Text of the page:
Higher Education Act
Policy Alert: Read our Recommendations for the Reauthorization
Ability to Benefit
In 1976 the Ability to Benefit provision was added to the Higher Education Act allowing students without high school degrees to become eligible for federal financial aid so long as they had the “ability to benefit” from postsecondary training. Beginning July 1, 2012, students were required to have a high school diploma or its equivalent in order to receive federal financial aid. In December 2014, Congress partially restored the Ability to Benefit provision of the Higher Education Act. Under this provision, otherwise-eligible students who do not have a high school diploma or its recognized equivalent, but who are enrolled in eligible career pathway programs, may qualify for federal financial aid, a critical resource in students' ability to access and succeed in postsecondary education.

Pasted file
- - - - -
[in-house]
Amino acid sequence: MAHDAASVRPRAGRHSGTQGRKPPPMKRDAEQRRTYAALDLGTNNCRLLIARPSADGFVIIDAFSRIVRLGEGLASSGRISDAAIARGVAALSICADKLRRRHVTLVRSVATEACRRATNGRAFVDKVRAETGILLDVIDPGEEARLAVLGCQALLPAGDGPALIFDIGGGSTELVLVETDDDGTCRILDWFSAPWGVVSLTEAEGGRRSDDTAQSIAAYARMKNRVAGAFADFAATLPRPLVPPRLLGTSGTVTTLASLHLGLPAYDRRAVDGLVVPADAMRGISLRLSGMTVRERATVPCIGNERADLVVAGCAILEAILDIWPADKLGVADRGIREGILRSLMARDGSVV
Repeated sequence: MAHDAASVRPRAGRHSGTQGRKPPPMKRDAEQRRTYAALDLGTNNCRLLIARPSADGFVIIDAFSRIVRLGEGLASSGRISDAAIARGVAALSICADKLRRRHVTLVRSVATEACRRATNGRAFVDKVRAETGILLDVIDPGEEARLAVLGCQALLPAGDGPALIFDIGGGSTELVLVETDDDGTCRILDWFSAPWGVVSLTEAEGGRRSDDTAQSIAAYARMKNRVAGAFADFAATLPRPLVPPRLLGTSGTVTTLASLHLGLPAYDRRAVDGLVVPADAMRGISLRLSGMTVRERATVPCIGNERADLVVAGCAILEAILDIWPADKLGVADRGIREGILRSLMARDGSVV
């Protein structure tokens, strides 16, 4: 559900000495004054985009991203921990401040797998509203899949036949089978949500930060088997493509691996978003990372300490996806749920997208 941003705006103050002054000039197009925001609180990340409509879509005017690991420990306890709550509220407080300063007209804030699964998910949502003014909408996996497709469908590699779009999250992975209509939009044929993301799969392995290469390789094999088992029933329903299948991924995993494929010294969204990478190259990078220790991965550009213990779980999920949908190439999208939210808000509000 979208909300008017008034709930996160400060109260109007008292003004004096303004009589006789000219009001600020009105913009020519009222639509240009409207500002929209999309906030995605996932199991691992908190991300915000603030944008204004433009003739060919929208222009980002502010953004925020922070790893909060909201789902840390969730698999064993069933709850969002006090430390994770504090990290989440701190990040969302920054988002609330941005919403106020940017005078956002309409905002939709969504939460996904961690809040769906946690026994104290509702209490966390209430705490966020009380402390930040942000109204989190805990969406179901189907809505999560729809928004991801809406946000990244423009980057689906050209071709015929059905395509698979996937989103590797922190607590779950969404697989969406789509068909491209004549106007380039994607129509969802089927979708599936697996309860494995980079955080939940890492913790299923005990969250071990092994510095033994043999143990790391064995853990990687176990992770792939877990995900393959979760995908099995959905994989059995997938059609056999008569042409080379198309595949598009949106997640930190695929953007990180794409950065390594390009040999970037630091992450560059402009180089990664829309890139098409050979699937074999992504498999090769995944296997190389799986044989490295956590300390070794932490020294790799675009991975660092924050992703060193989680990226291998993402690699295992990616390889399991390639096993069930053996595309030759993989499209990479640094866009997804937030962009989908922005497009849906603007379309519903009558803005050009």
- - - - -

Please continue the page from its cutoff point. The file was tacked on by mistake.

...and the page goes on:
- Learn more about Ability to Benefit and view our webinar held with CLASP.
- Policy Alert: Guidance on Partial Restoration of Ability to Benefit for Students in Career Pathways Programs
Senators Portman and Warner have introduced a bill, Go to High School, Go to College Act, to amend the HEA to increase college access for low-income students through Pell grants for those enrolled in early college high schools. JFF Vice President Joel Vargas comments on the bill.
First in the World
JFF submitted comments on the Proposed Priorities, Requirements, Selection Criterion, and Definitions for the First in the World Program. This program addresses President Obama's goal that America will once again have the highest proportion of college graduates in the world.
Pell Grant Proposals
Jobs for the Future has proposed, as part of the Experimental Sites Initiative of the U.S. Department of Education, to use Pell Grant funding in innovative ways to expand postsecondary opportunities to low-income young people.